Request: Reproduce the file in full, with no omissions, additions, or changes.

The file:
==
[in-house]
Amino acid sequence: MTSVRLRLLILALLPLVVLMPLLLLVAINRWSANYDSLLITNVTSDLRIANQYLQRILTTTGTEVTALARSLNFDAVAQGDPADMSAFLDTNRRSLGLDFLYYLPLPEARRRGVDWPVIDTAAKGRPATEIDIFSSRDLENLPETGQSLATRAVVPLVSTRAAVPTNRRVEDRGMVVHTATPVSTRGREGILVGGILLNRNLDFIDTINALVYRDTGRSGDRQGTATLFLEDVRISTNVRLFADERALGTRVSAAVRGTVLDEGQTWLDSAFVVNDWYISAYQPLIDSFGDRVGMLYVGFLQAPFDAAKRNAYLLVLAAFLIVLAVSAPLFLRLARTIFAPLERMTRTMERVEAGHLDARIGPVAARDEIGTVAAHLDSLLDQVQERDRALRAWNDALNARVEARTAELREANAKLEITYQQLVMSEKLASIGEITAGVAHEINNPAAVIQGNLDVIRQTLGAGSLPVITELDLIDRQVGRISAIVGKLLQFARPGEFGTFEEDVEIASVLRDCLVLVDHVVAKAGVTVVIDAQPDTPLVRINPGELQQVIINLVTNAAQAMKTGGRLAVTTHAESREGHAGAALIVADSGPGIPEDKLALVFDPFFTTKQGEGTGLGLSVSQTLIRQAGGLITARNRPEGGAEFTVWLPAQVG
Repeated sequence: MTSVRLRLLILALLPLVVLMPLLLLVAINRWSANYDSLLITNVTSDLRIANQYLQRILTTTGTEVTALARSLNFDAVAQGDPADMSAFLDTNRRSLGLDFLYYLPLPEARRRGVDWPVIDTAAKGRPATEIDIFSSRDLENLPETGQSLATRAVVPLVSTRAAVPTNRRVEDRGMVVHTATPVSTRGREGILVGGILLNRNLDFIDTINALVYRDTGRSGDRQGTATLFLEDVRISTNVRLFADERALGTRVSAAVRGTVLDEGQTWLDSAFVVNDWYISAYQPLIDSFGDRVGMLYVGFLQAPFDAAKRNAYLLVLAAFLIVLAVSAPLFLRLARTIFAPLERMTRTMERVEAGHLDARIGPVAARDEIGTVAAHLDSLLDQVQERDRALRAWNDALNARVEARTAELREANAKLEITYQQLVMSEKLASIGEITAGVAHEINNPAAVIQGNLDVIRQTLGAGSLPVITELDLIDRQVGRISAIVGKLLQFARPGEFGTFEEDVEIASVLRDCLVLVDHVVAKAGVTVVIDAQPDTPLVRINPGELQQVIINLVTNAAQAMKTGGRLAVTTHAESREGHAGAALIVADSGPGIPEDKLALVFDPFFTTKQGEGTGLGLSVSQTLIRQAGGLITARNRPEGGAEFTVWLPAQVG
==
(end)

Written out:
[in-house]
Amino acid sequence: MTSVRLRLLILALLPLVVLMPLLLLVAINRWSANYDSLLITNVTSDLRIANQYLQRILTTTGTEVTALARSLNFDAVAQGDPADMSAFLDTNRRSLGLDFLYYLPLPEARRRGVDWPVIDTAAKGRPATEIDIFSSRDLENLPETGQSLATRAVVPLVSTRAAVPTNRRVEDRGMVVHTATPVSTRGREGILVGGILLNRNLDFIDTINALVYRDTGRSGDRQGTATLFLEDVRISTNVRLFADERALGTRVSAAVRGTVLDEGQTWLDSAFVVNDWYISAYQPLIDSFGDRVGMLYVGFLQAPFDAAKRNAYLLVLAAFLIVLAVSAPLFLRLARTIFAPLERMTRTMERVEAGHLDARIGPVAARDEIGTVAAHLDSLLDQVQERDRALRAWNDALNARVEARTAELREANAKLEITYQQLVMSEKLASIGEITAGVAHEINNPAAVIQGNLDVIRQTLGAGSLPVITELDLIDRQVGRISAIVGKLLQFARPGEFGTFEEDVEIASVLRDCLVLVDHVVAKAGVTVVIDAQPDTPLVRINPGELQQVIINLVTNAAQAMKTGGRLAVTTHAESREGHAGAALIVADSGPGIPEDKLALVFDPFFTTKQGEGTGLGLSVSQTLIRQAGGLITARNRPEGGAEFTVWLPAQVG
Repeated sequence: MTSVRLRLLILALLPLVVLMPLLLLVAINRWSANYDSLLITNVTSDLRIANQYLQRILTTTGTEVTALARSLNFDAVAQGDPADMSAFLDTNRRSLGLDFLYYLPLPEARRRGVDWPVIDTAAKGRPATEIDIFSSRDLENLPETGQSLATRAVVPLVSTRAAVPTNRRVEDRGMVVHTATPVSTRGREGILVGGILLNRNLDFIDTINALVYRDTGRSGDRQGTATLFLEDVRISTNVRLFADERALGTRVSAAVRGTVLDEGQTWLDSAFVVNDWYISAYQPLIDSFGDRVGMLYVGFLQAPFDAAKRNAYLLVLAAFLIVLAVSAPLFLRLARTIFAPLERMTRTMERVEAGHLDARIGPVAARDEIGTVAAHLDSLLDQVQERDRALRAWNDALNARVEARTAELREANAKLEITYQQLVMSEKLASIGEITAGVAHEINNPAAVIQGNLDVIRQTLGAGSLPVITELDLIDRQVGRISAIVGKLLQFARPGEFGTFEEDVEIASVLRDCLVLVDHVVAKAGVTVVIDAQPDTPLVRINPGELQQVIINLVTNAAQAMKTGGRLAVTTHAESREGHAGAALIVADSGPGIPEDKLALVFDPFFTTKQGEGTGLGLSVSQTLIRQAGGLITARNRPEGGAEFTVWLPAQVG